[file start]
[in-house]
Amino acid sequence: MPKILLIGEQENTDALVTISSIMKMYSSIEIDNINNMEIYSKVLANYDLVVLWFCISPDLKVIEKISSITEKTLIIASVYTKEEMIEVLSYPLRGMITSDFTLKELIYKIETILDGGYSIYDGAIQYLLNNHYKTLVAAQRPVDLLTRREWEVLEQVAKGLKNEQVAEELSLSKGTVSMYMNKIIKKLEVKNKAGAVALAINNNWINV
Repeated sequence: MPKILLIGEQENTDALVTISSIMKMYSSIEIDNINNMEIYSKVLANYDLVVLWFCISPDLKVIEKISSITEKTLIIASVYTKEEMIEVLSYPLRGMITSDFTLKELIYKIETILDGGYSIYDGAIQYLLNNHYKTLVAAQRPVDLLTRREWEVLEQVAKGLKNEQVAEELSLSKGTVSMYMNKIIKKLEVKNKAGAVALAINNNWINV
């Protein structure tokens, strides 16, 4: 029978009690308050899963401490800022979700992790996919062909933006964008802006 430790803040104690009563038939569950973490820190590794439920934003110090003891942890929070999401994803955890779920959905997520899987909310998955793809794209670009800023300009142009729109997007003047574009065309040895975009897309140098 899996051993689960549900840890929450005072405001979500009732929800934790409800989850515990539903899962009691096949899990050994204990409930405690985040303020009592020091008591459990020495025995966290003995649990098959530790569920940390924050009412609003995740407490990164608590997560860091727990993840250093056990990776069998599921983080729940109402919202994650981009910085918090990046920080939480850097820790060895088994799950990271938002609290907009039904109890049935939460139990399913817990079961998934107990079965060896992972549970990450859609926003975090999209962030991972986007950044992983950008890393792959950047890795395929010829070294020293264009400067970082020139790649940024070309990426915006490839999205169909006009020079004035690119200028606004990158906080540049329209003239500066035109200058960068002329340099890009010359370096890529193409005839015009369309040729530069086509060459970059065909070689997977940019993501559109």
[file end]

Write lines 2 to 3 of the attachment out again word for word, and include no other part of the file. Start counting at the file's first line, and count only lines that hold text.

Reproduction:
Amino acid sequence: MPKILLIGEQENTDALVTISSIMKMYSSIEIDNINNMEIYSKVLANYDLVVLWFCISPDLKVIEKISSITEKTLIIASVYTKEEMIEVLSYPLRGMITSDFTLKELIYKIETILDGGYSIYDGAIQYLLNNHYKTLVAAQRPVDLLTRREWEVLEQVAKGLKNEQVAEELSLSKGTVSMYMNKIIKKLEVKNKAGAVALAINNNWINV
Repeated sequence: MPKILLIGEQENTDALVTISSIMKMYSSIEIDNINNMEIYSKVLANYDLVVLWFCISPDLKVIEKISSITEKTLIIASVYTKEEMIEVLSYPLRGMITSDFTLKELIYKIETILDGGYSIYDGAIQYLLNNHYKTLVAAQRPVDLLTRREWEVLEQVAKGLKNEQVAEELSLSKGTVSMYMNKIIKKLEVKNKAGAVALAINNNWINV